“I don’t think anything surprises me any more in the NFL,” Brady said on WEEI. “I’ve been around long enough to see things happen at different times with the greatest players of all, whether that’s Wes, or Randy Moss being traded from the Raiders, or Brett Favre playing for the Jets and the Vikings. That’s what happens. Like I said, it’s a very tough, competitive business.
There were reports after Welker signed with the Broncos that Brady was upset, but Brady declined to get into any of that.
“Of course I have feelings. But those feelings are very personal to me,” he said. “I used to get caught up in anger and frustration and disappointment. But I don’t make the decisions. These things aren’t up to me. At some point you’ve got to realize the things that are out of your control. You’ve just got to let go and focus on my job and what I need to do. Because the game moves on, the team moves on. There’s only so long you can dwell on the past. At some point you’ve got to move forward. Like I said, my job for my team is to be the best quarterback, and not the general manager and not the coach and not the owner.”
If Brady were the general manager or the coach or the owner, he’d probably list Welker as the first guy he’d want on his team. But as a quarterback, he’s committed to making it work with whatever receivers he has.
On Thursday, the VW bus made the relatively short trek over U.S. Route 50 and up Interstate 77 to the great city of Cleveland (yeah, that’s pretty obvious pandering).
The purpose is unprecedented, at least for me. At some point between noon and midnight (and possibly later), a quartet of NFL media types will shoot a scene in Draft Day, the Kevin Costner/Browns flick currently being filmed on location.
The scene definitely will be shot; whether it makes its way into the final cut of the film remains to be seen. (I’m hoping that, at a minimum, we’ll appear in the DVD saying in unison, “I think he just sh-t himself.”)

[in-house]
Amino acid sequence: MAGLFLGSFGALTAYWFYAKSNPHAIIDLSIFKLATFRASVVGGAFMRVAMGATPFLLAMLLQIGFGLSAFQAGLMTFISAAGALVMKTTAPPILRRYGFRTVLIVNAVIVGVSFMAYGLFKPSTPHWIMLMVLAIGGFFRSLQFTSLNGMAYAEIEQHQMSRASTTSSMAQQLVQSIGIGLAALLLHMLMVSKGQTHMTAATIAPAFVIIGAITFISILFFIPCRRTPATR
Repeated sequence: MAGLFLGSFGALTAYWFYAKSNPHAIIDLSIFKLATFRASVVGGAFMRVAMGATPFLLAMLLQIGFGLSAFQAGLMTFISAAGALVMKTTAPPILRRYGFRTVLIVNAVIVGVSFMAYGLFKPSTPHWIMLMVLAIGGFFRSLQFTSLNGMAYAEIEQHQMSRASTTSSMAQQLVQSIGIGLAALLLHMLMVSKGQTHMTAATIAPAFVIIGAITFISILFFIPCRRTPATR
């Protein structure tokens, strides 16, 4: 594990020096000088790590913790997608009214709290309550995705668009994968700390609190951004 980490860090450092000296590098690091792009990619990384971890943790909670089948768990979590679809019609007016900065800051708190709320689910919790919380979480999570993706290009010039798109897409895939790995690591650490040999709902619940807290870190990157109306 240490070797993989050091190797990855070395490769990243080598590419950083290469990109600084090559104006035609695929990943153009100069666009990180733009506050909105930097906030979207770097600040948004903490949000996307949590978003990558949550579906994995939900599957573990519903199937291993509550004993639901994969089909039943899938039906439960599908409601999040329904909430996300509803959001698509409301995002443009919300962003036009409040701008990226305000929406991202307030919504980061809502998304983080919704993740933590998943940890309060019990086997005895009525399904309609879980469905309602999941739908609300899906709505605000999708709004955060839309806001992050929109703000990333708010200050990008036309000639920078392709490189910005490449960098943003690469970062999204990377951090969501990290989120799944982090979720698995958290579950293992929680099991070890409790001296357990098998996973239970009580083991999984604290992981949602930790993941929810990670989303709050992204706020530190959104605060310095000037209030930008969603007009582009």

Speaking of we (and/or just sh-tting himself), the rest of the crew includes Alex Marvez of FOX Sports and SiriusXM NFL Radio, Jeff Darlington of NFL Network, and Seth Wickersham of ESPN.
I’ll be heading over there after the Friday morning radio routine in the great cities of Houston, Miami, Buffalo, and Dallas (more pandering) — and after taking the VW bus to the shop.
Apparently, a relatively short trek is more than it currently can handle.
Anthony Hargrove signed with the Cowboys for the veteran minimum.
If not for his involvement in the Saints bounty investigation, and his subsequent suspension, he thinks that might not have been the case.
Hargrove said he’s trying to move forward, but said the stigma that followed his suspension (which was eventually reduced to two games) “took my earning power away.” He didn’t play last year after being cut in the preseason by the Packers.
“Sitting out for a year, you don’t know where life is heading,” Hargrove said, via Charean Williams of the Fort Worth Star-Telegram. “I understand how this game works, and when you don’t have a year of film, people are less inclined to bring you in, because they don’t have enough film to evaluate you on.
“It put me at a disadvantage, but you know God is good and it always works out.”
Hargrove has been a serviceable part on a number of defensive lines during his career, but at 30, he knows this is likely his last chance. The Cowboys think his versatility will help as they change to a 4-3 defense, and they weren’t scared off by his past.
“You guys have got to make up your minds on really what took place there,” Hargrove said of the suspension. “I had to live with it. I had to deal with it. It’s a new day in my life. It’s 2013. I’m trying to continue my career and finish up in a strong way.”
He didn’t address his involvement in the concussion lawsuit against the league, saying: “Can’t comment on that. It is what it is. I’m here to play ball, and I’m going to try to do my best and not let anything outside of that hinder me getting on this field and playing.”
While he was out of the league for a year, Hargrove said he worked at a home for mentally challenged adults in Virginia.
“It puts life into perspective,” Hargrove said. “It’s easy to feel bad for yourself because so much stuff happens to you. But when you’re able to sit down with someone who’s much less fortunate than you are, life definitely comes in place. You understand, ‘Hey, my life isn’t that bad.’”
While some of Hargrove’s trouble has been self-inflicted (his 2008 substance abuse suspension), teams have been willing to give him a chance before. The Cowboys are his seventh, and he hopes he can last the year to try to change people’s perception of him.